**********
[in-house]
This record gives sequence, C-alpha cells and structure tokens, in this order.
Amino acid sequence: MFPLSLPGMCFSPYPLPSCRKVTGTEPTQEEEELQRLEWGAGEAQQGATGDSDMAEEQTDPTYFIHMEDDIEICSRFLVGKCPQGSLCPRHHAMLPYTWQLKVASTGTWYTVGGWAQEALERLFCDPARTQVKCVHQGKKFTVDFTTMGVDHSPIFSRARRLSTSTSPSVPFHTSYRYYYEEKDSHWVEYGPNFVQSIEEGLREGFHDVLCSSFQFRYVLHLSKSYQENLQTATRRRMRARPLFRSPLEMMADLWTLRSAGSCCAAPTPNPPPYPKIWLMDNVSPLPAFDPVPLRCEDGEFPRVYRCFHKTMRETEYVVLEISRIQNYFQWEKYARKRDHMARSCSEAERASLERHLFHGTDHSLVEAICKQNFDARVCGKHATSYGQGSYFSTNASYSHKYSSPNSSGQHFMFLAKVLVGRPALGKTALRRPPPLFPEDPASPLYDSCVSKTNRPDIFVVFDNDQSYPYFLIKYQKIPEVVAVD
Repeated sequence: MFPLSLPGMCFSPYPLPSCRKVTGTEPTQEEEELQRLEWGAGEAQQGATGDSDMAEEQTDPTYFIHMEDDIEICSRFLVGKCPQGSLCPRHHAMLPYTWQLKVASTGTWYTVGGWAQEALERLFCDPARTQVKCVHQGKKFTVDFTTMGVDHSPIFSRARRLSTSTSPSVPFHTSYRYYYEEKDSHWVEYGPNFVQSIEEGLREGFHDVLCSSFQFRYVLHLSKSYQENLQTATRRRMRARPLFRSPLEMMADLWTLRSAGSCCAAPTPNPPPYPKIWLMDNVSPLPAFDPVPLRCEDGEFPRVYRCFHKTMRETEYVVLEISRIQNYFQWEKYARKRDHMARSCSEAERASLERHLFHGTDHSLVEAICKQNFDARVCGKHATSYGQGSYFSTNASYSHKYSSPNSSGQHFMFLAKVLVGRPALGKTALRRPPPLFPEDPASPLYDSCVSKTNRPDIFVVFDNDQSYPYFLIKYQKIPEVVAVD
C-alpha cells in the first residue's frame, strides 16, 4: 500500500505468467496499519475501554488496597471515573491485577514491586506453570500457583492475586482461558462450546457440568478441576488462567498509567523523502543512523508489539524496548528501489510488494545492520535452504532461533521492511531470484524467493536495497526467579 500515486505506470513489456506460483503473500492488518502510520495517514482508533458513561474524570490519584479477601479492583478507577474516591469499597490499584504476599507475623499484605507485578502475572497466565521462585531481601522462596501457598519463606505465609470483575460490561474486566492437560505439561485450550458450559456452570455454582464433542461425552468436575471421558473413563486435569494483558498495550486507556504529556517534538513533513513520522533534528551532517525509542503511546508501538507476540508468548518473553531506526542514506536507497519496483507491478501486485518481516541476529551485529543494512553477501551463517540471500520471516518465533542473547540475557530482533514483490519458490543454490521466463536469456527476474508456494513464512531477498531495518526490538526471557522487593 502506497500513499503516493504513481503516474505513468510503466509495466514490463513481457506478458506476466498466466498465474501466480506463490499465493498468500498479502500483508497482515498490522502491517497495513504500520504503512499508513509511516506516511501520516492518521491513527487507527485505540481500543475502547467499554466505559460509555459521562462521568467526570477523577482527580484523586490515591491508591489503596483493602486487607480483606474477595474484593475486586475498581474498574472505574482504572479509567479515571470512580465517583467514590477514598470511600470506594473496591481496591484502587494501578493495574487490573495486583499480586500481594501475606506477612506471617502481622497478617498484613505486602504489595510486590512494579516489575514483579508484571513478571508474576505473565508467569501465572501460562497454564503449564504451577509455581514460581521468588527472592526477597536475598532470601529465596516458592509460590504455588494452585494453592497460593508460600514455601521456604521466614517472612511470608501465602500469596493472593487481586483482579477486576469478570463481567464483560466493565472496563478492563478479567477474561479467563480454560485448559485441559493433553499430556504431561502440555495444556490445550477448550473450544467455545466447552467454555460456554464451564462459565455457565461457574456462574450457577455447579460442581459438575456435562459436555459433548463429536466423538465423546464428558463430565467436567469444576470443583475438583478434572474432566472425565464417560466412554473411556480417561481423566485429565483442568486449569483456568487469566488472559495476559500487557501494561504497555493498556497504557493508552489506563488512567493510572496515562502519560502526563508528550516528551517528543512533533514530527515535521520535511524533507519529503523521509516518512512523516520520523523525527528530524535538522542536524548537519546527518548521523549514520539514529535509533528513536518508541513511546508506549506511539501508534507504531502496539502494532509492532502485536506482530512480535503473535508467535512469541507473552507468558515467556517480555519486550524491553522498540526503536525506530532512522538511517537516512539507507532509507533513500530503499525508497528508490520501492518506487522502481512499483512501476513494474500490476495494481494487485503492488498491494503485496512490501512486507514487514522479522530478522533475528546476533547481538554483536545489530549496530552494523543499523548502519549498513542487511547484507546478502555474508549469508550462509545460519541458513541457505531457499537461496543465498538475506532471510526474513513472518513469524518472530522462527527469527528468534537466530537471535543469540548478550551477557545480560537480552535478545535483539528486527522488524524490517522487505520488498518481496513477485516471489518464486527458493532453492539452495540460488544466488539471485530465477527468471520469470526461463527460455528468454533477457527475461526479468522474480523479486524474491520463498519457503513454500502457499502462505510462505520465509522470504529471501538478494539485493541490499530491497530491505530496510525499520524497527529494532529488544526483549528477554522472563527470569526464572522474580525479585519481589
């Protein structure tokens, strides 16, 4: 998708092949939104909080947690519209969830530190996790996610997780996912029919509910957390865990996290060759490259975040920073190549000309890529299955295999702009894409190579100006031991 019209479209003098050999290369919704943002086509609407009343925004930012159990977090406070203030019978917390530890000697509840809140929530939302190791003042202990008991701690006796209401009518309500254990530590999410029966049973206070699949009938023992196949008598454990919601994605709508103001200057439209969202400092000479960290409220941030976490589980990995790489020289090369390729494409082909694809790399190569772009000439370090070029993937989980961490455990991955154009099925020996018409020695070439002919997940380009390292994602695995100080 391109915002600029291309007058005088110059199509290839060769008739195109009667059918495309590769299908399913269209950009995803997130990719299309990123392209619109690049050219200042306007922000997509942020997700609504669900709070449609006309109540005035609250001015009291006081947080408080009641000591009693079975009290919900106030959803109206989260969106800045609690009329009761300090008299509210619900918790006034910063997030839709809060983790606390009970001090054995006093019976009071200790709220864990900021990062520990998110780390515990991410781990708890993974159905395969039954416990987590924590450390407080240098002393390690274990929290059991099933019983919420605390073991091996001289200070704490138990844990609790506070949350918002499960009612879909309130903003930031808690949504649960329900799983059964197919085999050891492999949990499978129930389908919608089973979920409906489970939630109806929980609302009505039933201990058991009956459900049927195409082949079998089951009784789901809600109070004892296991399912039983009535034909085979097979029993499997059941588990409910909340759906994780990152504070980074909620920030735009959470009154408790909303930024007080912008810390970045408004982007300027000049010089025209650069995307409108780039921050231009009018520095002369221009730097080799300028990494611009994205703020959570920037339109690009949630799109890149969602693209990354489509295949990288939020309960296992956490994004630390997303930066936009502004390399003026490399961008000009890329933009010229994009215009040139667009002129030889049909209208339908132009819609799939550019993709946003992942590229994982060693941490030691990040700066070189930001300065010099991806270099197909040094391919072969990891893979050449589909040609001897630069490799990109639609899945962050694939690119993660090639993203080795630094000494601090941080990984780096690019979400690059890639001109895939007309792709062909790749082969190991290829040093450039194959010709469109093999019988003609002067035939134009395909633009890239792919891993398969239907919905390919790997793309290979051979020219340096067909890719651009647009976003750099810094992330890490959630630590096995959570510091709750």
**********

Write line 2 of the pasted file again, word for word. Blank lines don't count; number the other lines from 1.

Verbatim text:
This record gives sequence, C-alpha cells and structure tokens, in this order.